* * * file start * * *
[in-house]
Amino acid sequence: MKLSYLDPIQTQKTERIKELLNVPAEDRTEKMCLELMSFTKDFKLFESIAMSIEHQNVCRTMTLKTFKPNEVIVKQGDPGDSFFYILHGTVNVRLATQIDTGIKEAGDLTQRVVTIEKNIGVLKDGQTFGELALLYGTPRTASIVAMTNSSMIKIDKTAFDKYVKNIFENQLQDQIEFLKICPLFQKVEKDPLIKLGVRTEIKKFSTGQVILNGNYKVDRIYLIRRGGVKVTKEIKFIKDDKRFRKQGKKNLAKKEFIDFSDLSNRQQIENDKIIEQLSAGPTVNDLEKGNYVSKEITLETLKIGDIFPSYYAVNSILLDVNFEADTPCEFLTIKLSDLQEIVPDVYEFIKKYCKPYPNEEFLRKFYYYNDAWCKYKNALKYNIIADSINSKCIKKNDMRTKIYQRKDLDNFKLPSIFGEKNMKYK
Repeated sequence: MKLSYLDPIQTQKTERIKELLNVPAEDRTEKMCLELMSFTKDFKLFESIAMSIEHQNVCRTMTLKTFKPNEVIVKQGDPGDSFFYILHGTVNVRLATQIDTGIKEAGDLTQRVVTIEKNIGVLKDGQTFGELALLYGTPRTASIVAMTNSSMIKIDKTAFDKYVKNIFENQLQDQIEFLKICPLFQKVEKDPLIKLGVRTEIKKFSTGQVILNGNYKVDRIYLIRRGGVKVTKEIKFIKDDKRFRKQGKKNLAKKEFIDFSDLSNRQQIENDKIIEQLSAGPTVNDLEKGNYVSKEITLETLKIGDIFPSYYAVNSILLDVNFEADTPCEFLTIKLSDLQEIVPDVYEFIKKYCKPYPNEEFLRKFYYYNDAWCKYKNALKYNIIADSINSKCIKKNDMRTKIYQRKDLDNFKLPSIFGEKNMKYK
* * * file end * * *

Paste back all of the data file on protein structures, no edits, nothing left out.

[in-house]
Amino acid sequence: MKLSYLDPIQTQKTERIKELLNVPAEDRTEKMCLELMSFTKDFKLFESIAMSIEHQNVCRTMTLKTFKPNEVIVKQGDPGDSFFYILHGTVNVRLATQIDTGIKEAGDLTQRVVTIEKNIGVLKDGQTFGELALLYGTPRTASIVAMTNSSMIKIDKTAFDKYVKNIFENQLQDQIEFLKICPLFQKVEKDPLIKLGVRTEIKKFSTGQVILNGNYKVDRIYLIRRGGVKVTKEIKFIKDDKRFRKQGKKNLAKKEFIDFSDLSNRQQIENDKIIEQLSAGPTVNDLEKGNYVSKEITLETLKIGDIFPSYYAVNSILLDVNFEADTPCEFLTIKLSDLQEIVPDVYEFIKKYCKPYPNEEFLRKFYYYNDAWCKYKNALKYNIIADSINSKCIKKNDMRTKIYQRKDLDNFKLPSIFGEKNMKYK
Repeated sequence: MKLSYLDPIQTQKTERIKELLNVPAEDRTEKMCLELMSFTKDFKLFESIAMSIEHQNVCRTMTLKTFKPNEVIVKQGDPGDSFFYILHGTVNVRLATQIDTGIKEAGDLTQRVVTIEKNIGVLKDGQTFGELALLYGTPRTASIVAMTNSSMIKIDKTAFDKYVKNIFENQLQDQIEFLKICPLFQKVEKDPLIKLGVRTEIKKFSTGQVILNGNYKVDRIYLIRRGGVKVTKEIKFIKDDKRFRKQGKKNLAKKEFIDFSDLSNRQQIENDKIIEQLSAGPTVNDLEKGNYVSKEITLETLKIGDIFPSYYAVNSILLDVNFEADTPCEFLTIKLSDLQEIVPDVYEFIKKYCKPYPNEEFLRKFYYYNDAWCKYKNALKYNIIADSINSKCIKKNDMRTKIYQRKDLDNFKLPSIFGEKNMKYK